Assuming $_POST will always contain your POST data

It is generally a good practice to check for the existence of the data you need before using it in your code. In the case of the $_POST superglobal, it is used to access data submitted to the server via an HTTP POST request. This means that it will only contain data if the request was a POST request and if the data was properly sent and received by the server.

Assuming that $_POST will always contain the necessary data is a bad practice as it can lead to unexpected behavior and errors in your code. If you use the data from $_POST without first checking that it is set, your code will generate errors if the data is not present.

    // $_POST data is present and can be used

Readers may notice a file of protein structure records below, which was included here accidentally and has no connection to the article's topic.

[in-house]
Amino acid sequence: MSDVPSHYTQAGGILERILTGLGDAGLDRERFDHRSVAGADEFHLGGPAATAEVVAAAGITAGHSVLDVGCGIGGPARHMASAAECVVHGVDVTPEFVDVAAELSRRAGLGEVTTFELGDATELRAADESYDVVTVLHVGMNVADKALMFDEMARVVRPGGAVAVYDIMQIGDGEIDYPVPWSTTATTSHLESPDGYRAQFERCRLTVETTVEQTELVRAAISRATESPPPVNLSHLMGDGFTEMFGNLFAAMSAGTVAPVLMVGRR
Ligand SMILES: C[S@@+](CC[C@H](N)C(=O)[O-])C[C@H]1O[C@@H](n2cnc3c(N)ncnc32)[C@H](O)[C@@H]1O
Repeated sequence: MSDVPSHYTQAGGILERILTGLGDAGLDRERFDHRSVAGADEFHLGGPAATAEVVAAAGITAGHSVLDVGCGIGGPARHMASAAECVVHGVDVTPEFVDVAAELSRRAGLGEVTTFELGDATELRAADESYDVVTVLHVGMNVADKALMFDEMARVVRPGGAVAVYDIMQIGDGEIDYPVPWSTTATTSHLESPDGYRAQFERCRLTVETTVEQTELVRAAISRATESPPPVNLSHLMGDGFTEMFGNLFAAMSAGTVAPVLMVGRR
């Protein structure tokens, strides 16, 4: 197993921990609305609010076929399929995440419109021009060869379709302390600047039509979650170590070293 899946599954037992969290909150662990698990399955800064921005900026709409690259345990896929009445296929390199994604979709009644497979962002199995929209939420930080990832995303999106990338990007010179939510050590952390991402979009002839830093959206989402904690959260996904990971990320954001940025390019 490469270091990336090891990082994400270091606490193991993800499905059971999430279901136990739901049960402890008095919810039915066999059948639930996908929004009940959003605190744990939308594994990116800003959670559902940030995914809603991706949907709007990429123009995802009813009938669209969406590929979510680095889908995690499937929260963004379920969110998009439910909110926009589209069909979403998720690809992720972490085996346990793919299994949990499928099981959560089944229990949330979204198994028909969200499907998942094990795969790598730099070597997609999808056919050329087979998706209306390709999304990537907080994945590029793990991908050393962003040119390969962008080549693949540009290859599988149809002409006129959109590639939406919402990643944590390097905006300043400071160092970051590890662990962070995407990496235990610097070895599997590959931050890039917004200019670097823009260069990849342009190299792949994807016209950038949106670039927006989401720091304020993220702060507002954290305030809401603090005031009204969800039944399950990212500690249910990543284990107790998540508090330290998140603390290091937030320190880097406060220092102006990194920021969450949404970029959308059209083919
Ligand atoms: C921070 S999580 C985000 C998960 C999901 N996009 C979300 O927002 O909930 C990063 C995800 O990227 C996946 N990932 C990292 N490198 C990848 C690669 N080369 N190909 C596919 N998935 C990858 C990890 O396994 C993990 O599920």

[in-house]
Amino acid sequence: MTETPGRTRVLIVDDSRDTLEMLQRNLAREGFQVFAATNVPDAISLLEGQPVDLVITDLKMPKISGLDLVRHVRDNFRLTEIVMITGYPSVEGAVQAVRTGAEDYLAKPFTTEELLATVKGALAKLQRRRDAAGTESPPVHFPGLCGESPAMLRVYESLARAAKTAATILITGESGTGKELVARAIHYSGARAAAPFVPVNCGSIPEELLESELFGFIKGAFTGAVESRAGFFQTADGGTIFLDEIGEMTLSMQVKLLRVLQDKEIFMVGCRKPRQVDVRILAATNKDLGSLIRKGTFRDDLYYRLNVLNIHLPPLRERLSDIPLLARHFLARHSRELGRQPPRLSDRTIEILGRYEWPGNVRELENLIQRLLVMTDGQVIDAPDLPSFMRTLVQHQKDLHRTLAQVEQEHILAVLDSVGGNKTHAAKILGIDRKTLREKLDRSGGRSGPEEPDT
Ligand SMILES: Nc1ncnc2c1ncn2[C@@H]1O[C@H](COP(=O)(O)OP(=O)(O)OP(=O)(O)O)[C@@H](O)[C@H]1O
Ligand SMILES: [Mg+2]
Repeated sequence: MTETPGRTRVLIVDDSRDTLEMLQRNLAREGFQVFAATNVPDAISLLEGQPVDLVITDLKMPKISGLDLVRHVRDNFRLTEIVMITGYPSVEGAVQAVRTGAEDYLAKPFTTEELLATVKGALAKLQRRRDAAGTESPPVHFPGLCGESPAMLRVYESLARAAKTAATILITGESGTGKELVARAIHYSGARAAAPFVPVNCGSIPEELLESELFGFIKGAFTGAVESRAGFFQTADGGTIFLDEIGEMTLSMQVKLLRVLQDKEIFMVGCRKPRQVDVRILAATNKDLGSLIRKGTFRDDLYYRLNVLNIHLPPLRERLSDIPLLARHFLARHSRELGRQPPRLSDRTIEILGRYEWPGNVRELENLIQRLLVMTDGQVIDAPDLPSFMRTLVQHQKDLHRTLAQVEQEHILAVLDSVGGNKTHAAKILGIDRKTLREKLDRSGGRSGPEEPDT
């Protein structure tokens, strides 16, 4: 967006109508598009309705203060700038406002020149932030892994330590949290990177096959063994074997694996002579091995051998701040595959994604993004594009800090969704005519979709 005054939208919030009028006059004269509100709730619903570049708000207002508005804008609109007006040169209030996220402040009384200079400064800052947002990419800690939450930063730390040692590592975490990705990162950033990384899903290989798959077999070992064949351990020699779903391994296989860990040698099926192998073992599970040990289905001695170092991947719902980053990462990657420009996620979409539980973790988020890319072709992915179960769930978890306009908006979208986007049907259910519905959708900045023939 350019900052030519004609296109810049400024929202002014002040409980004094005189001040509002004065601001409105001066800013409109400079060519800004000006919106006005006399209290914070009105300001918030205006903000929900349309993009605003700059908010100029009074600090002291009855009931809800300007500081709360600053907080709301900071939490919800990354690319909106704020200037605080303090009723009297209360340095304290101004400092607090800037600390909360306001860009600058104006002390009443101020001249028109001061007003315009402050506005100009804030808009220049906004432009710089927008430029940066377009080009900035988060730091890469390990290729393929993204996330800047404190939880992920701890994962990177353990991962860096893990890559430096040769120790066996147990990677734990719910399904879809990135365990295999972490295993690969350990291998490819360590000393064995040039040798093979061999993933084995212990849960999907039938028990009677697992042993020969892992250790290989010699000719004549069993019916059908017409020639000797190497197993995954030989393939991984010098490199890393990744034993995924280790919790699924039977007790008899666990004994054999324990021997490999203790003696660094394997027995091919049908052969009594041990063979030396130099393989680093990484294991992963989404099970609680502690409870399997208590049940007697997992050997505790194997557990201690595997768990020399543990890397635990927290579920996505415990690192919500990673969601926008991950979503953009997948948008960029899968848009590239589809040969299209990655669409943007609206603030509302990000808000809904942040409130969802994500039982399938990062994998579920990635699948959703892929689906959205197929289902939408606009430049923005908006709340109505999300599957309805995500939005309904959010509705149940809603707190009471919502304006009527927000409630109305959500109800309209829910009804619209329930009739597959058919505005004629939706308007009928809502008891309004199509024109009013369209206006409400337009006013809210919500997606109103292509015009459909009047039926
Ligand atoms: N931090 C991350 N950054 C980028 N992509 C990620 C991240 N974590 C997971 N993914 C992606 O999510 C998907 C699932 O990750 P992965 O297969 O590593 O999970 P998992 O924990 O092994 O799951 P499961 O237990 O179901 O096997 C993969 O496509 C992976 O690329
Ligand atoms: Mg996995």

// Access the data by $_POST['name']
    // $_POST data is not present, take necessary action

It’s also important to note that while you are expecting certain values in the post data, you also have to validate the data received and make sure that it’s of the expected format and data-type. Sanitizing the data is also very important, before using it.

In this case, the isset() function is used to check if the $_POST[‘submit’] variable is set and has a value. If it is set, the code inside the if block will be executed, otherwise the code inside the else block will be executed.

This is a best practice to make your code more robust and reliable, and will help you avoid unexpected errors and bugs.

You can also use empty() function to check if the post variable has a value or not. Empty returns true if the variable has no value or is not set, otherwise it returns false.